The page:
Just as with mothers, there were some who had self-diagnosed (7%) and some who had been treated without ever receiving a formal diagnosis (5%). (See Figure 4.)
Clearly, a great many parents were reporting some kind of experience with a mood disorder. For this preliminary analysis, we were now interested in exploring the questions so many parents and researchers had been asking. Who had made these diagnoses? When did these mood disorders first occur? How severe were these mood disorders?
All remaining analyses will be conducted on mothers' data only; we did not have enough data on fathers to conduct a meaningful analysis. Fathers -- please finish your questionnaires! It is truly important.
Who Made the Diagnosis
Who had diagnosed these depressive or manic illnesses? The legitimacy of a diagnosis is based in part on the qualifications of the person who made it.
Of all of those who had received a diagnosis of depression, but not bipolar disorder, 44% said they had been diagnosed by a psychiatrist or psychologist, while 45% said they had been diagnosed by a general physician. (See Figure 5.)
Those with any type of bipolar illness were even more likely to be diagnosed by a psychiatrist (64%) or psychologist (18%). (See Figure 6.)
Timing of Diagnosis
When had the onset of depressive or bipolar symptoms first occurred? If it was not until after a child with ASD was born, one might tend to think that the stresses involved in parenting such a child were a precipitating factor. If the symptoms occurred before the birth of the child with ASD, it may suggest a predisposition to a mood disorder. To address this question, we asked parents when they had first experienced a mood disorder. Of those who eventually received a firm diagnosis of depressive illness (with no bipolar aspects), 64% reported that depressive symptoms occurred prior to the birth of any children as compared with 87% for parents with a reported bipolar diagnosis. (See Figure 7.)
This is very interesting, as it suggests that these may be genuine mood disorders that arose before a child with ASD arrived on the scene. Of course, the additional stressor of having a child on the spectrum was not likely to help the situation.
Severity of Mood Disorder
How severe were the mood disorders reported? Although this is difficult to determine without a structured face-to-face clinical interview, there were two ways we attempted to measure this. First of all, we asked whether a person had ever attempted to hurt him- or herself. (As you may recall, suicide occurs at a fairly high rate among individuals who are diagnosed with major depressive disorder or bipolar disorder.) Second, we asked about hospitalization. In this age of costly and hard-to-access health care, it is likely that hospitalization for a mood disorder would only occur if the situation was judged to be very serious. Results appear in Figure 8.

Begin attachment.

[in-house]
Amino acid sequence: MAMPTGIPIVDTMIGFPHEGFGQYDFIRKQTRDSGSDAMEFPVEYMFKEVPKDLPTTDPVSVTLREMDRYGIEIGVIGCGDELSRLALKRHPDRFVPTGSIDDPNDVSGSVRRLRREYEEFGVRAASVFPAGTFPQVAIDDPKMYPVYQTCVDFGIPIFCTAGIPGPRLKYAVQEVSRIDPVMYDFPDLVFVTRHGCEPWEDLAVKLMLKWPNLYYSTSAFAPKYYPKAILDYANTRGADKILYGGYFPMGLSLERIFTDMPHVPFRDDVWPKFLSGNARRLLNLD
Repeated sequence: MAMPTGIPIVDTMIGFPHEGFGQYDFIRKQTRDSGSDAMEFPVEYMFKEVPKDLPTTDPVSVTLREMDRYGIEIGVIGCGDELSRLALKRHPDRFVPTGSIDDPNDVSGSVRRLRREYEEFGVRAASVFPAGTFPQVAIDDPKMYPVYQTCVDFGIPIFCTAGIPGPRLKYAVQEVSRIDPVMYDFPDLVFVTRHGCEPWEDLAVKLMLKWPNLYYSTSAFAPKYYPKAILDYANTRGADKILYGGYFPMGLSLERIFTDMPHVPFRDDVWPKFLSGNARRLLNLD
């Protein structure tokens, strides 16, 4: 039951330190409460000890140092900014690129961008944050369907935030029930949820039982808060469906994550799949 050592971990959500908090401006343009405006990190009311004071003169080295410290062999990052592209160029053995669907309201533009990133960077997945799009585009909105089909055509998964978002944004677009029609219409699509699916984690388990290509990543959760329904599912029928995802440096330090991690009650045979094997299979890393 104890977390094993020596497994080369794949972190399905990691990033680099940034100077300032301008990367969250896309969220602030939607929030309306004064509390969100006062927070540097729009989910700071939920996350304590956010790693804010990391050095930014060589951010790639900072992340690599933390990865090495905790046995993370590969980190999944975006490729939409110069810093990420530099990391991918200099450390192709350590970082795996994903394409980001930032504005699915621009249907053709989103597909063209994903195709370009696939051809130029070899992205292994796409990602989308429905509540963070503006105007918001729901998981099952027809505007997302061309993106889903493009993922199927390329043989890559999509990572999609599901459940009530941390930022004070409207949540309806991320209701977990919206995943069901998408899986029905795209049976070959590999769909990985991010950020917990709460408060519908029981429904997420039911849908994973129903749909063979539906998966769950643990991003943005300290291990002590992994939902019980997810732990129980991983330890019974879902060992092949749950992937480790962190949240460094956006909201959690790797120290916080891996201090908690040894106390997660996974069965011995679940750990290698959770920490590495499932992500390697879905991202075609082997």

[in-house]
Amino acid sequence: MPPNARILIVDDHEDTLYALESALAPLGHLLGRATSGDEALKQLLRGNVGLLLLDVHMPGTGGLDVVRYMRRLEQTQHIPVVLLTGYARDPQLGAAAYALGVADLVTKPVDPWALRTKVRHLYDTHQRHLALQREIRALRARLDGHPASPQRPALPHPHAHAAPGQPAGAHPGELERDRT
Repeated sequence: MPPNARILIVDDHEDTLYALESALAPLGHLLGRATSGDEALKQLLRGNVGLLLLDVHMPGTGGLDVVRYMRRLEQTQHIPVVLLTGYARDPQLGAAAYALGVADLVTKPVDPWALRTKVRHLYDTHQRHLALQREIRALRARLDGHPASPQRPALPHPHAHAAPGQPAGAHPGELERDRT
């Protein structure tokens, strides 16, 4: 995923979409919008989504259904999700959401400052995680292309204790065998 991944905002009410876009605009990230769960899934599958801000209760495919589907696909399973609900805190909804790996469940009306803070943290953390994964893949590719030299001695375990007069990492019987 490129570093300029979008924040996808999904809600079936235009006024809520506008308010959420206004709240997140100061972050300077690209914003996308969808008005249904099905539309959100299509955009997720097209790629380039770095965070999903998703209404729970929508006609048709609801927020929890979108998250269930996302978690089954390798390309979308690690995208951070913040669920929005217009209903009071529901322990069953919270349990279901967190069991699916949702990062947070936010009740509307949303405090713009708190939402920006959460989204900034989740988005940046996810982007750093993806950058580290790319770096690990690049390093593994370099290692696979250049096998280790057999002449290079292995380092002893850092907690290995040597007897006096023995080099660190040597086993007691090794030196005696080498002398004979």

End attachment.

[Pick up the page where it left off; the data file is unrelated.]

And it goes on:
Considering that 20% of those with a diagnosis of depression and 51% of those with a diagnosis of bipolar disorder had attempted to hurt themselves at some point, and that 13% of those with depression and 42% of those with bipolar disorder had been hospitalized, the data suggest that some parents experienced severe episodes of mood disturbance.
The IAN data on depression history in parents of children with ASD show that a substantial number of parents have experienced a mood disorder at some point in their lives. Now researchers will use this data to explore any possible link between a family history of mood disorder and a specific type of ASD. Do children with ASD with a significant family history of mood disorder have a different profile compared with affected children from other families? What is that profile? Again, this may be an important step in identifying distinct autism subtypes.
The data will also help researchers document depression that occurs only after a child with ASD arrives on the scene, and the stresses families with a child on the spectrum face. All together, the information families have provided on depression and stress will help researchers, advocates, and policy makers address important questions in autism.
Resources: If You or Someone You Love Needs Help Due to a Mood Disorder
If you or someone you love may be suffering from a mood disorder, there are many places to turn for help, including your family doctor, mental health specialists (such as psychiatrists, psychologists, or social workers), the mental health referral process associated with your health insurance plan, community mental health centers, social service agencies, and employee assistance programs. In addition, there are a variety of other resources, including:
- The National Institute of Mental Health (NIMH) website, which provides information on depression and bipolar disorder.
- Depression and Bipolar Support Alliance (DBSA)
- National Suicide Hotline: 1-800-273-8255
(Those who are having suicidal thoughts can also call 911, go to the emergency room at their local hospital, or go to their doctor’s office.)